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Dr. David Perrodin


This week on The Malliard Report, Jim welcomes the Safety Doc, Dr. David Perrodin to the show to discuss one of the major events that happened just recently (depending on when you are listening to this episode), the Mandela and butterfly effects, how easily people can be persuaded to believe certain things, and how effective his podcast featuring Jim might have been at changing the narrative to a major news story.
January 13, 2018, at 8:07 a.m. local time residents of Hawaii received an official emergency alert that stated “Ballistic missile threat impound to Hawaii. Seek immediate shelter. This is not a drill.” For 38 long minutes, residents, confused and terrified, sought out shelter, called and texted loved ones, and wondered what was next. After what must have felt like an eternity, word eventually got around that this was a false alert. As the news continues on alongside an ongoing investigation to what exactly transpired that day, we are left with more questions than answers, the feeling that something is being hidden from us (go figure), and that again we are not getting the full story. We may never know what exactly happened, but here are a few ideas:
The threat was real, and the missile was shot down: The amount of time it takes an ICBM to travel from Southeast Asia to Hawaii is approximately 20-30 min (~10 min to hit ICBM max speed of 7 km/s, ~7200 km, (7200/7)/ (60) = ~17 min for total travel time of ~27 min, not accounting for earth’s rotation in that time period). The amount of time it took for the false alarm to be sent out was 38 min. he way the US’s ABM system works is that they basically launch a giant chunk of metal at the ICBM and hit it really hard. The ABMs have no ordinance or anything, they just destroy the incoming missile through shear impact. However, even though our ABM system is the best in the world, it’s still only successful around 50% of the time. So when the incoming threat was discovered, it would still be protocol to alert the intended target of the threat in the event that the ABM systems fail. This is a plausible theory however one argument that could refute this is “why would the US not tell us they shot down an enemy ICBM”? Most likely reason is that the President does not want war. While the President may put on an air of bravado he may realize that it is not beneficial to declare a war where no casualties were involved. When one of these missiles goes off the US pretty much immediately knows where it’s going and where it came from. So if there was a real threat, the US Government is for whatever reason not sharing this information with the public. Maybe they don’t want to cause panic.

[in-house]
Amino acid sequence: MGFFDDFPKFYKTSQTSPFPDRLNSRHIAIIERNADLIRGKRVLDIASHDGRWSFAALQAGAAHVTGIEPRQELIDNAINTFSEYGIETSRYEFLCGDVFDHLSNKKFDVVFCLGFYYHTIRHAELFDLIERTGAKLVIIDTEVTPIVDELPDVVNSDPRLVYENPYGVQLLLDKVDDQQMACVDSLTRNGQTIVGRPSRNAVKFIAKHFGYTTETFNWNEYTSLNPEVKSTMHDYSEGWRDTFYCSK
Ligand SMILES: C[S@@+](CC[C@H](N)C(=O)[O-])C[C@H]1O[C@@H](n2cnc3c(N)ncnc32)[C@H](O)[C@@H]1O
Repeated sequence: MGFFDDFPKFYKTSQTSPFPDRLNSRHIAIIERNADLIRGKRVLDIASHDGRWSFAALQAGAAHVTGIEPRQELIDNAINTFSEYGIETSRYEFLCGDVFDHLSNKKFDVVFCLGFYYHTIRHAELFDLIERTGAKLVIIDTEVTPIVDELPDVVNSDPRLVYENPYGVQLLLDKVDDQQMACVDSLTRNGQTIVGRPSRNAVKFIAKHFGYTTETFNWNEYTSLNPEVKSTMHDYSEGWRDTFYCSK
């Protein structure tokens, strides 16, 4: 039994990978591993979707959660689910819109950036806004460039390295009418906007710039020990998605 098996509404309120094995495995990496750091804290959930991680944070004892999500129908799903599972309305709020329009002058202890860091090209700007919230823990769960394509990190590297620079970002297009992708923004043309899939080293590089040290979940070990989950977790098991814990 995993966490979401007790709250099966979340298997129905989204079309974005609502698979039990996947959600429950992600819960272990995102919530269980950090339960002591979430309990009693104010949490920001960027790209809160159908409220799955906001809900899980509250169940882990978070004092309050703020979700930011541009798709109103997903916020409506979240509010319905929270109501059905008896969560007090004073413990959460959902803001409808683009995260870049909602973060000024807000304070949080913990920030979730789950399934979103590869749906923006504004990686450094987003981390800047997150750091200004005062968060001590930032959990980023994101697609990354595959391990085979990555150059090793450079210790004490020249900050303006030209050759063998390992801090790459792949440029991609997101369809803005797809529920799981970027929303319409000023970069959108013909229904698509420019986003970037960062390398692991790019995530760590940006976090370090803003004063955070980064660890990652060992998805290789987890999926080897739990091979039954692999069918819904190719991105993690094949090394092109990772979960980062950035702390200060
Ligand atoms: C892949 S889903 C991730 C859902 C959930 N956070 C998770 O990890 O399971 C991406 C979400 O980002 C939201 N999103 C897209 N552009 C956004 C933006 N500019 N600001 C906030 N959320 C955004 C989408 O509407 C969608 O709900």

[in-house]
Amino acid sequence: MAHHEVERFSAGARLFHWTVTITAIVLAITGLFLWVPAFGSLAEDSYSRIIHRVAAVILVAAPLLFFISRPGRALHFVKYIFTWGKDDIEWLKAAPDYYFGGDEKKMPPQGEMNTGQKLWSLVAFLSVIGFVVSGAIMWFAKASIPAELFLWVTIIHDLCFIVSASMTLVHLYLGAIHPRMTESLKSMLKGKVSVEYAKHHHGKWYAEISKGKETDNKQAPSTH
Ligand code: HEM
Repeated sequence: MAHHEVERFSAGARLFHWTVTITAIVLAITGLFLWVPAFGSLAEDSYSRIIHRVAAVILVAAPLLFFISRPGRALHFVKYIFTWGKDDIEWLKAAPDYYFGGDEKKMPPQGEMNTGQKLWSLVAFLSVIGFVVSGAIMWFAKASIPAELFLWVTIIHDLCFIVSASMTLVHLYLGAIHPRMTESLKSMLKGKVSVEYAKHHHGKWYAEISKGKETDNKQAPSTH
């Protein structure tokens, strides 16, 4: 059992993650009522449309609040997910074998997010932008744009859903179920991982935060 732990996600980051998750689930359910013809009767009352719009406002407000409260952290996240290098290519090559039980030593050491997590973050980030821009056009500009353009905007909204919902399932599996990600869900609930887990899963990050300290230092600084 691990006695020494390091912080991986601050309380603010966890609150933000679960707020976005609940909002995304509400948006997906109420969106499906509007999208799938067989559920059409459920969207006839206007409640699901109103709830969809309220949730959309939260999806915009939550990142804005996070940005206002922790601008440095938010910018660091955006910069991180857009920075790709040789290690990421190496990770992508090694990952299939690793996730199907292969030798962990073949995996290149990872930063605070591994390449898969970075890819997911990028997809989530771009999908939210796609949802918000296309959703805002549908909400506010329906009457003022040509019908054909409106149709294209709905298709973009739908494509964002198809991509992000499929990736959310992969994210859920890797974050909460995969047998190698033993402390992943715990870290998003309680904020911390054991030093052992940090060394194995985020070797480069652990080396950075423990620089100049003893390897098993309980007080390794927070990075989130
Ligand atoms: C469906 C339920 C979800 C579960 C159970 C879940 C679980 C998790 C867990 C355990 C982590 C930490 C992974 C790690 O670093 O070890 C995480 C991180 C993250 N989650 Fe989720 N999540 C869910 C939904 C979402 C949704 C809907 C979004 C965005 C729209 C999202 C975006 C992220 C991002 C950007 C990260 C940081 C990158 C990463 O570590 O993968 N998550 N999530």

Another possibility as to what happened is that the event was staged. This theory is one that seems to have gained some of the most traction out of the numerous ideas that have been spread around. In an attempt to distract the main stream media from policies that the President may be trying to pursue a “fake” threat was ordered so to allow the alternative motives would be obscured by the threat. Alternately there is the notion that a fake threat was issued so as to show other world powers that we have an effective early warning system and/or to test public response to see how they would respond in the event of a real threat.
The third one to consider (there are many others) is that the system malfunctioned. This happens more often than you would think. The early alert systems are very sensitive. They’re a lot better than they used to be, but they’ve detected false missiles before. There are reports of them being triggered by sunlight reflecting off large pieces of metal. They’re sensitive for a reason. Additionally, the large spike in recent meteor sightings could very well be a factor in the triggering of the false alarm. So possibly in an effort to prevent people panicking over a faulty early warning system, the government blamed a bumbling employee.
One thing that is for certain is that there is a lot of weird “circumstances” involving the incident, and things are not getting any better. David and Jim discuss this in depth and David provides some really good insight to what he believes it may be. To keep up with David you can find him on Twitter @SafetyPhD and remember for all things Malliard head over to or via Twitter @Malliard. Spread the word and the report, and make sure to sign up for the upcoming newsletter!